Kids Take the Lead


How can we help children put their faith into

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Empowering children with opportunities to be involved in hands-on
ministry is important. Obviously, though, this needs to be
balanced. The little boy who gave Jesus his food saw a miracle
happen through his gift of giving — but he was still hungry and
needed to be fed. We’re not advocating child labor. It’s very
important that children receive good, solid biblical teaching. It’s
equally important that they have opportunities to put their faith
and teaching into action, just as adults do during “big church”
services through helping in worship, greeting, and ushering.

We’ve been impacted by children as they’ve ministered to us in
remarkable ways. One child’s actions in particular impacted his
life, the lives of his peers, and our lives.

For years we traveled across Canada with a ministry called the
Rubber Chicken Company, but in the fall of 2005 we accepted a
children’s pastoring position in Leamington, Ontario. By midsummer
before the position began, we still hadn’t found a house to buy in
Leamington. We fretted as we ministered at several camps that
summer. One evening after the service, a 10-year-old boy asked if
there was anything he could pray about for us. We could’ve shrugged
him off and said “No thanks, we’re okay,” but we knew how powerful
a child’s prayer is, so we asked him to pray that God would help us
find a house. He then prayed a very simple prayer asking God to
bless us with the home of our dreams.

The next morning our real estate agent called. A house had just
gone on the market and he was sure we’d like it. So we slipped away
from camp that morning to see the house. To our delight, the house
had everything we were hoping for and more. It was perfect for us.
We put in an offer that afternoon, and by 6:00 that evening we were
the new owners of the home.

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That night back at camp, it was so exciting to share with the kids
about how in less than 24 hours from this boy’s prayer, God had
indeed provided us with the “home of our dreams.” The kids were so
impacted by what God had done through their friend’s prayer, and it
helped them realize that what they do for God makes a difference.
We know that boy and his friends remembered that moment for years
to come.

So whether it’s a 10-year-old’s prayer or the miracle that Jesus
did through the boy who offered his food, just imagine what God can
do through this generation of children. Create more opportunities
for children to minister for God, and you’ll see more
transformational miracles take place — today. Keep the body of
Christ healthy by giving kids equal footing when it comes to
ministry. Let’s give children the training and open doors to make a
difference for God!

Cindy and Mark Rose are children’s pastors in Leamington,
Ontario, Canada. They’re also creators of The Rubber Chicken
Company (,
a traveling children’s ministry.

Leading with Strengths

The following questionnaire helps kids recognize that God has a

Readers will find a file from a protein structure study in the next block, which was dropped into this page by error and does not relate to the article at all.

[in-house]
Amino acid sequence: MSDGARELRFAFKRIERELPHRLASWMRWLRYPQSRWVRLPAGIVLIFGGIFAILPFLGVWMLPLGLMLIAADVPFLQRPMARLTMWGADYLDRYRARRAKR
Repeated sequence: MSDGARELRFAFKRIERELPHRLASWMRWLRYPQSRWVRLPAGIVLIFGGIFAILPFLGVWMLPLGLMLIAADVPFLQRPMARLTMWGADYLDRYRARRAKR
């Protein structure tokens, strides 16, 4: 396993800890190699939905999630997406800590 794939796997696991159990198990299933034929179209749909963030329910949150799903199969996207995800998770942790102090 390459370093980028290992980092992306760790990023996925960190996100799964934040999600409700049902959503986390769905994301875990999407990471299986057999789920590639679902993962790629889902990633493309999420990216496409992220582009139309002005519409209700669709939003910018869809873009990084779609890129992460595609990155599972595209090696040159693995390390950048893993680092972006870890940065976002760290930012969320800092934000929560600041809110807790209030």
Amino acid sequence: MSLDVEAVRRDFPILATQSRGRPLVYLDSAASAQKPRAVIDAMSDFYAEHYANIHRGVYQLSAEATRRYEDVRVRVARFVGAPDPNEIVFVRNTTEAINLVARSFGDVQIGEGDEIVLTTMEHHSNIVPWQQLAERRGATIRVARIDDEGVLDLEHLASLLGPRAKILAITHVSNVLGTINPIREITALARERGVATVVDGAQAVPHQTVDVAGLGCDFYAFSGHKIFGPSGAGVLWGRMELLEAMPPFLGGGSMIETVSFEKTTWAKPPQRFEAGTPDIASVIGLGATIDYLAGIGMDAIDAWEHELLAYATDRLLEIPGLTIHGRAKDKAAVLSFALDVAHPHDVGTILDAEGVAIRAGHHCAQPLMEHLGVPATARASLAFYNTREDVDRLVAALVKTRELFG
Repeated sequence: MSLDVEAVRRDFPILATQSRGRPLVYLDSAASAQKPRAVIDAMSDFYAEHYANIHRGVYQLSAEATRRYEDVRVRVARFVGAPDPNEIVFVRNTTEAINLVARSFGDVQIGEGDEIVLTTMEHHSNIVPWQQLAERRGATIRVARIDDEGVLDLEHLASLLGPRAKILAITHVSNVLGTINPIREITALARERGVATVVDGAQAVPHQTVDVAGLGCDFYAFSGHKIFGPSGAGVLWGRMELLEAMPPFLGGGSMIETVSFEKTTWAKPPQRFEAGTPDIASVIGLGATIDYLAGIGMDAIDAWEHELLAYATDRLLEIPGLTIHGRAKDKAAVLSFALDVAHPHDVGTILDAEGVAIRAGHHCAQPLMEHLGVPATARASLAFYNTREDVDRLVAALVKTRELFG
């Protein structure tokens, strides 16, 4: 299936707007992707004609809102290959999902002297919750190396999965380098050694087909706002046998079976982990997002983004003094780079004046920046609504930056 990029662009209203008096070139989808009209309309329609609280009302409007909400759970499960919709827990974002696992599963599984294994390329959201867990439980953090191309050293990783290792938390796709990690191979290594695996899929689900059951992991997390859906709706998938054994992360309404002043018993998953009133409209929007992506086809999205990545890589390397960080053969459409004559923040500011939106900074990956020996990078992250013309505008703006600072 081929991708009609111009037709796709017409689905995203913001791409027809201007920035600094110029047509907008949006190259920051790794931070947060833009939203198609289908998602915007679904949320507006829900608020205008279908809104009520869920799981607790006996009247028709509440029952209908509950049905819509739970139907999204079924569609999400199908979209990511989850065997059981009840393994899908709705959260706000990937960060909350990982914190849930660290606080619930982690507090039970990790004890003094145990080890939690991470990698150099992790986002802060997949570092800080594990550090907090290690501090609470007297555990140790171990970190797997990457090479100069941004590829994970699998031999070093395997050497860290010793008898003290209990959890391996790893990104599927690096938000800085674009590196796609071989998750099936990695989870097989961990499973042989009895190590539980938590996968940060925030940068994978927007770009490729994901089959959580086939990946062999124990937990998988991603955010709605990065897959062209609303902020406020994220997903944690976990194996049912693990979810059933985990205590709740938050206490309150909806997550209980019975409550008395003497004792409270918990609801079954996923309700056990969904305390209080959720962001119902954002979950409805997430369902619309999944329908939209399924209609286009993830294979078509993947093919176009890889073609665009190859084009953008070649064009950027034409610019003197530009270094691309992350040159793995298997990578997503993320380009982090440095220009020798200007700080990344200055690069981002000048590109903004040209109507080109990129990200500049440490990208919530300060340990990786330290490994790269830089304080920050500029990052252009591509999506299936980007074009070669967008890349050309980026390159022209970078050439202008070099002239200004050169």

specific plan for their lives, and it can help you discern kids’
strengths and interests as you guide them into ministry and
leadership roles.

Encourage kids to think critically as they complete the
questionnaire. Ask kids to respond to the first 10 statements with:
N for never, S for sometimes, or A for always. Kids with more N
answers are probably better suited to behind-the-scenes, supporting
roles, while kids with more A answers are more likely to flourish
in up-front, leading roles. Kids with more S answers might be
comfortable in either role. Use the last 10 questions to gain more
insight into kids’ strengths.

What Does God Want From My Life?

1. I’m more comfortable talking in a big crowd than a small

2. When I work alone, it’s difficult to stay on track.

3. I prefer activity and interaction to solitude.

4. I can imagine myself leading activities, songs, prayers, and

5. I’d rather be on stage than behind the scenes.

6. I’m often chosen as a leader at school.

7. When I’m with friends, I’m more likely to make the plan than
follow the plan.

8. I like presenting ideas and projects to my classmates in

9. I feel at ease when I talk to adults.

10. I’m good at influencing my peers.

11. I feel great when people notice how well
I______________________ .

12. My friends would say one of my best qualities
is______________________ .

13. I get annoyed when I have to_______________________ .

14. If I could volunteer, I’d really like
to_______________________ .

15. My dream career is______________________ .

16. The skills and training I’ll need for the future
include_____________________ .

17. The two of the happiest times in my life
are______________________ .

18. If I could change one thing about myself, it would
be______________________ .

19. People would be surprised to know this about
me:_______________________ . 

20. I’d like God to help me in this area:______________________

Lisa Stadler, M.A., is the author of I Didn’t Ask for
This: Survival Tips for Teens in Blended Families.



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